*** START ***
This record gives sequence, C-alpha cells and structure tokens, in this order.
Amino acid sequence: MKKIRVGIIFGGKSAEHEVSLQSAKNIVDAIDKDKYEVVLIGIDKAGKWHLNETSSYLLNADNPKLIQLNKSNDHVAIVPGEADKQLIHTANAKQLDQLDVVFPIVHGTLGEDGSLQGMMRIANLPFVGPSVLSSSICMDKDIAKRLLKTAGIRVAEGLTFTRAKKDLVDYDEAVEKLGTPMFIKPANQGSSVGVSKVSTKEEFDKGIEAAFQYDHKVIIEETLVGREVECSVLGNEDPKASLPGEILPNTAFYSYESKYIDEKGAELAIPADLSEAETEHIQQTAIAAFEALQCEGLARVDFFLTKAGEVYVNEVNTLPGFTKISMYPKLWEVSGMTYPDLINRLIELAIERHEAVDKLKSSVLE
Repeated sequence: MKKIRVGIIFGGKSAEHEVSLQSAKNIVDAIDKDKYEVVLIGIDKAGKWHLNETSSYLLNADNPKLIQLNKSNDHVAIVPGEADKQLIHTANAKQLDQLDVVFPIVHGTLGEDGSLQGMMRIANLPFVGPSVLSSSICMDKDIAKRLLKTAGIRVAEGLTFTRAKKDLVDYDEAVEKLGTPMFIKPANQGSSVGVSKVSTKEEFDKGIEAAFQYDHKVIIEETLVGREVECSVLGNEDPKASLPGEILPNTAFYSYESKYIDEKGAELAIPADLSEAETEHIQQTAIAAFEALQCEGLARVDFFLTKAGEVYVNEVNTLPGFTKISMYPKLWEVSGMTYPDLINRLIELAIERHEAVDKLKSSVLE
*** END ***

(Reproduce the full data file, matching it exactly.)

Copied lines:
This record gives sequence, C-alpha cells and structure tokens, in this order.
Amino acid sequence: MKKIRVGIIFGGKSAEHEVSLQSAKNIVDAIDKDKYEVVLIGIDKAGKWHLNETSSYLLNADNPKLIQLNKSNDHVAIVPGEADKQLIHTANAKQLDQLDVVFPIVHGTLGEDGSLQGMMRIANLPFVGPSVLSSSICMDKDIAKRLLKTAGIRVAEGLTFTRAKKDLVDYDEAVEKLGTPMFIKPANQGSSVGVSKVSTKEEFDKGIEAAFQYDHKVIIEETLVGREVECSVLGNEDPKASLPGEILPNTAFYSYESKYIDEKGAELAIPADLSEAETEHIQQTAIAAFEALQCEGLARVDFFLTKAGEVYVNEVNTLPGFTKISMYPKLWEVSGMTYPDLINRLIELAIERHEAVDKLKSSVLE
Repeated sequence: MKKIRVGIIFGGKSAEHEVSLQSAKNIVDAIDKDKYEVVLIGIDKAGKWHLNETSSYLLNADNPKLIQLNKSNDHVAIVPGEADKQLIHTANAKQLDQLDVVFPIVHGTLGEDGSLQGMMRIANLPFVGPSVLSSSICMDKDIAKRLLKTAGIRVAEGLTFTRAKKDLVDYDEAVEKLGTPMFIKPANQGSSVGVSKVSTKEEFDKGIEAAFQYDHKVIIEETLVGREVECSVLGNEDPKASLPGEILPNTAFYSYESKYIDEKGAELAIPADLSEAETEHIQQTAIAAFEALQCEGLARVDFFLTKAGEVYVNEVNTLPGFTKISMYPKLWEVSGMTYPDLINRLIELAIERHEAVDKLKSSVLE